A reader writes in, on the topic of emotional validation:
“Hey there, been reading the site lately and I've noticed that one thing I haven't seen so far is a post about validation. Maybe you call it something different but I was talking to a female friend of mine and she brought something up that seemed similar to it.
I was telling her about how I and my pops were watching a Laker game and my mom kept bringing up how "she needs to get her work done." It was starting to irritate me because she would say it and then leave it up in the air.
After a while I barked back "well go do it then." I knew instinctively that wasn't the best thing to say but I really wanted her to quit with the empty statements lol!
So, after the game ended I talked to her about it and she was telling me how I could have said "I know you gotta get your work done but how about you relax with us and watch the game and then go start on the work afterwards?"
Now as soon as I heard her say that I immediately thought validation. I'm validating that thought or feeling by giving that response. While my response of "go do it" sounds like I'm rejecting her.
So I was wondering if you all could drop a post on validation. Once I realized this whole idea of validating a woman it gave me that "aha" moment, really started to put a lot of my failed interactions into a new light, you know? It also helped me to understand the whole chase framing, push-pull, etc. concepts because by validating her all of that stuff is much easier to pull off. Because she knows that you’re setting a frame but your pulling her along with you. Instead of making it seem like its her frame against yours like many other PUA’s seem to advocate.”
Our reader raises a good point here.
Validation is something I tend not to focus on much personally - it's something that fast becomes irrelevant when you're following the rule of thumb of always escalate and keep moving fast. But it's a real phenomenon, and it will affect your interactions with women - though, if you're doing things right, it should prove more a curiosity than a major distraction.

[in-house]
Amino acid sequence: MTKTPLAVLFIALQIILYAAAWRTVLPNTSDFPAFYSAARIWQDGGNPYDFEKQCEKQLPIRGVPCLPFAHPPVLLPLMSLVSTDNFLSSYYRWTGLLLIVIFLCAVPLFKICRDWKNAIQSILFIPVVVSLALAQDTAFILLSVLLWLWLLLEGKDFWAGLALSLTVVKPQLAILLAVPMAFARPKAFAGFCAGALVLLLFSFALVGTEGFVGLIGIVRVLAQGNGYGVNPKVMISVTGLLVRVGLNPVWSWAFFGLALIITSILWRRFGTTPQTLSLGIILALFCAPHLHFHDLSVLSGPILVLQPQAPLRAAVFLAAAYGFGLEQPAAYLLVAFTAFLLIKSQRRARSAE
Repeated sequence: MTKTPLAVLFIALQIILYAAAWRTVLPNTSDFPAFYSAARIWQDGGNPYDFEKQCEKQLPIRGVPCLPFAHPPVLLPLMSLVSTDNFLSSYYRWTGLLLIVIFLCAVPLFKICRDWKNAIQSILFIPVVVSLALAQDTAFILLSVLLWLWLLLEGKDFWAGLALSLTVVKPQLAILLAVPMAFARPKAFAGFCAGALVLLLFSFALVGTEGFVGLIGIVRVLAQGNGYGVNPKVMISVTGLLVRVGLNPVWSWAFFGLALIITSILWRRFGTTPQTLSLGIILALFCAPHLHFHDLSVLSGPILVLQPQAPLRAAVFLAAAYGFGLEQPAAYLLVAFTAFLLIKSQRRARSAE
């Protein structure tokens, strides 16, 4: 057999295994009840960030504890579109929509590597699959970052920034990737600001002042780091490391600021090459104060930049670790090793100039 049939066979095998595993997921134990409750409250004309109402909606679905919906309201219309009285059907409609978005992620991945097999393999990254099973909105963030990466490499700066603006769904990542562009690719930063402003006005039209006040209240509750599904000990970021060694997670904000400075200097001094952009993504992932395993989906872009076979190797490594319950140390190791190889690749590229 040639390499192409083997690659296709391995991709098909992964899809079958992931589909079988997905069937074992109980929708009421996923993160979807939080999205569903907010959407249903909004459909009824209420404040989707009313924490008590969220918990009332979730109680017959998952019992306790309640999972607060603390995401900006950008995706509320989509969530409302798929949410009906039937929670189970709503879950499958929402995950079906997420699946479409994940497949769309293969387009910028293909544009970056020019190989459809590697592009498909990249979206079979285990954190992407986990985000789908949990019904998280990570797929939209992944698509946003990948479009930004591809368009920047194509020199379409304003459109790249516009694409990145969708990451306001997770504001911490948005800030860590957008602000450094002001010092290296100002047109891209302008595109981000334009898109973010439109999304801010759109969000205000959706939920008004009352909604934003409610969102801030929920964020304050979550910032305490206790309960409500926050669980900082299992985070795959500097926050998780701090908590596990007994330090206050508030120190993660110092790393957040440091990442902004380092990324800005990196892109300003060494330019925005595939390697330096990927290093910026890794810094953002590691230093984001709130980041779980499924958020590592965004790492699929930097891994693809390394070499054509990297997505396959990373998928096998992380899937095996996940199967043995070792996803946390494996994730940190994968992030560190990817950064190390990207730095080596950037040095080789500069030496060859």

Here's what I mean.
In Search of Emotional Validation
One of the newer things I'm working with in the field of social dynamics right now is a perspective revolving around dependent and independent social positions. This isn't a knock on anyone, nor is it calling anyone weak; these social positions are changeable and depend a great deal on both circumstantial and interpersonal scenarios - e.g., a body-builder may be in an independent social position in the gym, where people are coming to him for advice or admiring him, and he needs no one, but a dependent social position at, say, a ski lodge, if he's never skied before and has no idea what he's doing.
I'll talk more about social positions another time, but it will help you to think of emotional validation as something that's a dependency - that is, it's something that someone else is depending on you (or someone, or something) to give to her - or, alternatively, it can be something that you're depending on someone (or something) to give to you.
Let's say you just had a really tough day at work. You lost a major client that the firm really needed; you totally botched it. You feel awful.
Now imagine your boss walks over, clasps his hand on your shoulder, and says, "Hey. You did as good as anybody could've done. You're still my ace in the hole here."
How do you feel?
That's emotional validation in action. You were feeling down in the dumps... and your boss came over and validated you right back up again.
People need emotional validation for all kinds of reasons - here are a few of them:
- They've suffered a string of defeats
- They've watched others doing well but they haven't been
- They've seen others getting validated but they haven't been
- They see people around them having fun but they're left out
- They feel lonely
- They're in dependent social positions and need attention from caregivers
- They need someone to "recharge" their emotions
Everybody wants or needs emotional validation at some point or another. How they go about getting it is different.
Men get emotional validation through conquest, while women get emotional validation through bonding. I've seen men who really liked bonding, and women who thrilled at conquest, but even with these individuals, the bonding men still liked bonding in a way that established them as dominant, and the conquering women still liked to bond with others over their conquests. Until I see otherwise, I'm considering this principle anecdotally universal.
Here's some anecdotal evidence: if you're a guy, and you're feeling worn down and beat up, what do you do?
A) Talk about your emotions with a friend, or
B) Go beat a video game, watch an action movie, or pick up a girl?
Yep - for men, the conquest rejuvenates us. For women though, it's the opposite. They need bonding time.
Here's the thing: women will at times sleep with a guy in pursuit of validation, but it's not for a conquest - it's for the bonding that comes with it.
Do I have your attention?
Becoming a Channel for Validation
A few years ago, I'd largely thrown out the idea of "validation" as useless to seduction. Women either liked you or they didn't, and if you quickly weeded out the women who didn't like you and escalated with the women who did, any concept of emotional validation whether it was a real phenomenon or not was a moot point.